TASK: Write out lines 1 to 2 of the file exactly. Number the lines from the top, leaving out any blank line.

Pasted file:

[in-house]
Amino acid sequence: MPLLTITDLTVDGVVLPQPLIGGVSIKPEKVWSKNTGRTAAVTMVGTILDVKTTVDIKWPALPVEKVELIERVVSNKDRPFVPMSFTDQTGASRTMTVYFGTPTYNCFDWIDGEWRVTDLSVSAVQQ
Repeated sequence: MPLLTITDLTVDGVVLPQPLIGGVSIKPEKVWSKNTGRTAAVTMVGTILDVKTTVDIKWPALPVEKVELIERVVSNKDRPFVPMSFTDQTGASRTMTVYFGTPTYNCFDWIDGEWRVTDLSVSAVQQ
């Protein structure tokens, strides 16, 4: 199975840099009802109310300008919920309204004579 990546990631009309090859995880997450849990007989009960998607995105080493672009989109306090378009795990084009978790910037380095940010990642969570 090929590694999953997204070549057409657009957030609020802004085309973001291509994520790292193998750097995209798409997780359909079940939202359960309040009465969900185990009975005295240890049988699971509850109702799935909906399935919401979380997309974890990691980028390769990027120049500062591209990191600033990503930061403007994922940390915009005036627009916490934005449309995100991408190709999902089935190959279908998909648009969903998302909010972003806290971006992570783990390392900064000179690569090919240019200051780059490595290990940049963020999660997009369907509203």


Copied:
[in-house]
Amino acid sequence: MPLLTITDLTVDGVVLPQPLIGGVSIKPEKVWSKNTGRTAAVTMVGTILDVKTTVDIKWPALPVEKVELIERVVSNKDRPFVPMSFTDQTGASRTMTVYFGTPTYNCFDWIDGEWRVTDLSVSAVQQ